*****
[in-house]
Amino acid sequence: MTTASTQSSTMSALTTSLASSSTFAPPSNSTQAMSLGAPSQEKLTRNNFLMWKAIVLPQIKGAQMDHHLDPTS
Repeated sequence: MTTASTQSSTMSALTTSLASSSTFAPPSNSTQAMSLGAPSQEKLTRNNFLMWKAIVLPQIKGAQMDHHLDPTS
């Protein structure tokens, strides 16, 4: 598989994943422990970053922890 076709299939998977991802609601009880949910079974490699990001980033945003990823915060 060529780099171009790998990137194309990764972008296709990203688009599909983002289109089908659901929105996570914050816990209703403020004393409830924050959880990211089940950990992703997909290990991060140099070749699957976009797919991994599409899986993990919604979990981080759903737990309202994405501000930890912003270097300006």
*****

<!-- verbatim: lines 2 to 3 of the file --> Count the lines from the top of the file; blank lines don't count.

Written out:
Amino acid sequence: MTTASTQSSTMSALTTSLASSSTFAPPSNSTQAMSLGAPSQEKLTRNNFLMWKAIVLPQIKGAQMDHHLDPTS
Repeated sequence: MTTASTQSSTMSALTTSLASSSTFAPPSNSTQAMSLGAPSQEKLTRNNFLMWKAIVLPQIKGAQMDHHLDPTS